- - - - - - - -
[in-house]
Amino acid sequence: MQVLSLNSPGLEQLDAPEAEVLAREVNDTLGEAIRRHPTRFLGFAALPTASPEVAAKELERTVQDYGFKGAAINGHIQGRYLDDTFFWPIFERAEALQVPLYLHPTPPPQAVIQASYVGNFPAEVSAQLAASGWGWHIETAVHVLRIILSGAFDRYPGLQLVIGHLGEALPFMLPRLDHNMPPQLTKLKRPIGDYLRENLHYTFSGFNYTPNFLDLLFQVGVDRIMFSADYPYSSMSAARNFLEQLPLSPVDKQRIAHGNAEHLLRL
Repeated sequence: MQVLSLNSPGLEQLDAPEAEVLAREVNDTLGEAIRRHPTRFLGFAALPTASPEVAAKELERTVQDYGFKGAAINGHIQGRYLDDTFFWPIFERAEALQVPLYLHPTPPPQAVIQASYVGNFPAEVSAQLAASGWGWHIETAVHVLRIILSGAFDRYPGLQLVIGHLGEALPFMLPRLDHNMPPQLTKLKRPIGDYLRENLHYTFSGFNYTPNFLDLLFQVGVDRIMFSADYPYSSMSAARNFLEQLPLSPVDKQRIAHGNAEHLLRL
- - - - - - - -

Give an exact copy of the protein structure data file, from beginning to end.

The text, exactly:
[in-house]
Amino acid sequence: MQVLSLNSPGLEQLDAPEAEVLAREVNDTLGEAIRRHPTRFLGFAALPTASPEVAAKELERTVQDYGFKGAAINGHIQGRYLDDTFFWPIFERAEALQVPLYLHPTPPPQAVIQASYVGNFPAEVSAQLAASGWGWHIETAVHVLRIILSGAFDRYPGLQLVIGHLGEALPFMLPRLDHNMPPQLTKLKRPIGDYLRENLHYTFSGFNYTPNFLDLLFQVGVDRIMFSADYPYSSMSAARNFLEQLPLSPVDKQRIAHGNAEHLLRL
Repeated sequence: MQVLSLNSPGLEQLDAPEAEVLAREVNDTLGEAIRRHPTRFLGFAALPTASPEVAAKELERTVQDYGFKGAAINGHIQGRYLDDTFFWPIFERAEALQVPLYLHPTPPPQAVIQASYVGNFPAEVSAQLAASGWGWHIETAVHVLRIILSGAFDRYPGLQLVIGHLGEALPFMLPRLDHNMPPQLTKLKRPIGDYLRENLHYTFSGFNYTPNFLDLLFQVGVDRIMFSADYPYSSMSAARNFLEQLPLSPVDKQRIAHGNAEHLLRL